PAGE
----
My core targets in my role as APRIM are to invite all in the Community to develop a personal relationship with Jesus and to participate and engage with Jesus through our faith and service. To achieve this, I need to acknowledge all people are Made in the Image of God and Holy Family’s cultural diversity. (John 14.2, In my Father’s House there are many rooms.)

Inviting parents/caregivers and members of our community to Class, prayer, liturgies, masses, whole school events, assemblies, Mission Day, Catholic Identity and Harmony Day, shared lunches, excursions and Spring Fair. Encouraging teachers, students and parents to rigorously and critically reflect on change and continuity in praying, believing, living and celebrating Church as it engages with the world through the Leuven Model. Moreover, inviting and encouraging the active participation of staff, students and parents to use their gifts in prayers, music, dance, readings, processions, technology and service to the community.

Creating a warm sense of community outreach and welcome by greeting parents/givers and students at the start of the day, at the gate, in the yard and in the classroom.  Facilitating, opening up our hall and centre to different religious denominations to enable the different groups to worship and celebrate their faith and culture.

Learning to live faith-filled lives informed by the Scriptures where the Bible is the centre point of each class’ prayer table. The Scripture references highlighted in the Crossways enduring understandings focus on drawing out meanings from the many symbols throughout our school, comparing the meanings to their own lives, and sharing these meanings amongst those of other cultures and beliefs. Examples of work from the Crossways Unit is represented on the Catholic Identity wall in the classroom.

Visibly engaging with those who experience poverty and need, and those at the margins by developing Gospel Values that promote compassion, social justice, discernment, pastoral care and ecological sustainability. As a community, fundraising on Holy Family Mission Day for Catholic Mission, Fred’s Van and Catherine House.

 Witnessing to God’s love for all of the Creatures of the Earth by raising awareness of God’s creation and co-creators with God in sustaining a social and physical environment. By continuing to maintain and evolve our Ecological Sustainable Projects of the Fish Farm, Orange an Olive Groves, Peace and Indigenous Gardens and Avocado Projects. Furthermore, our commitment to recycling waste & nude food projects. Thus, I believe at Holy Family we are active and committed to implementing initiatives in highlighting our Catholic Identity and making God’s presence visible.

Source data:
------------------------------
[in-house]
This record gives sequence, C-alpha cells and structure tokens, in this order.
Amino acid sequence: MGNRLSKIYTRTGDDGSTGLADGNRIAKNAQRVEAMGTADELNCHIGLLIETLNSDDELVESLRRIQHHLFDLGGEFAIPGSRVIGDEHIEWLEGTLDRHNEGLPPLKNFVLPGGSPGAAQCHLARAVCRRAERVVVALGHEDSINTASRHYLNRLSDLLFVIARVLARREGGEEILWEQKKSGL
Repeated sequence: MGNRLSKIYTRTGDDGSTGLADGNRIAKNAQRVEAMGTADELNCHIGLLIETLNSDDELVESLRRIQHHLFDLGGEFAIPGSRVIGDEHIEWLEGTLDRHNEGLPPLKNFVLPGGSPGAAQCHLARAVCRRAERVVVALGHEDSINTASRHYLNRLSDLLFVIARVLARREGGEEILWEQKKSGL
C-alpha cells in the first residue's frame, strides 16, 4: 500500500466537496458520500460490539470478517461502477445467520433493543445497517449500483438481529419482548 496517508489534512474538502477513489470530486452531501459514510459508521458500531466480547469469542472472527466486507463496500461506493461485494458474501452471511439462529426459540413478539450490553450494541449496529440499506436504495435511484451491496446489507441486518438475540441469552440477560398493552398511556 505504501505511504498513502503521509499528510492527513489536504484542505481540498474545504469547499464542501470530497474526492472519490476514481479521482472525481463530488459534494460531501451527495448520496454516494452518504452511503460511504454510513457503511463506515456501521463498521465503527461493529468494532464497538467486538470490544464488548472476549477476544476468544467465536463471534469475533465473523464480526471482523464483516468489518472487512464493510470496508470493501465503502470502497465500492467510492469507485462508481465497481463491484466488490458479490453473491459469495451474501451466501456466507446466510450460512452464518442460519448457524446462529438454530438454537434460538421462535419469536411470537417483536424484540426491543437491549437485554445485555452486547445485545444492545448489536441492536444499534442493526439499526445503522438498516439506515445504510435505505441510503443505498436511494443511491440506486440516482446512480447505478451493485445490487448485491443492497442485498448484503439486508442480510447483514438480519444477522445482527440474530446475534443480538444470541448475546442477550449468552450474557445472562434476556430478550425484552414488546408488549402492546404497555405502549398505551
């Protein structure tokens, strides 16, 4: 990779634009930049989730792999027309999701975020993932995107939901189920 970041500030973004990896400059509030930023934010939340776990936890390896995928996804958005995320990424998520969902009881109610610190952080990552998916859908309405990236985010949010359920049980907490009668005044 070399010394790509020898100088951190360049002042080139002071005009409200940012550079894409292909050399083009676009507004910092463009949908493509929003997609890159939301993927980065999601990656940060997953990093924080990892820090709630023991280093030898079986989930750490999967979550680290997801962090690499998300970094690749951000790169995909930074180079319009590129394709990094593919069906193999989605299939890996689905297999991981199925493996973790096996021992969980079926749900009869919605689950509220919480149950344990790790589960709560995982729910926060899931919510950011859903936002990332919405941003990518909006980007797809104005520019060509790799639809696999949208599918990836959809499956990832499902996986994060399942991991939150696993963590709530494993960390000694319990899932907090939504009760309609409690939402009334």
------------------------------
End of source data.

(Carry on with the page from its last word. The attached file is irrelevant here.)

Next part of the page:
Making Sense of Parables Part 1

 Making Sense of Parables

To understand parables, I need to find a definition that best suits what a parable tries to convey to its audience.  I have borrowed from other definitions and come up with this one.

A short simple story that everyone can relate to and challenges us to change the way we view our way of life. They also create a discombobulating shift which helps us understand the meaning of Parables which are meant to discomfort us by turning our expectations upside down. Thus, the challenge of being a Christian and living according to the Gospel values. Therefore, in this reflection paper I will explore three parables, Sower, Talents and Vineyard and how it relates to my personal life, work and world. I particularly like this view on the Parables, “Each generation looks for new meanings, reads with new sensitivity, and projects onto the text new issues. Good literature continues to yield those new meanings, and the parables are no exception.”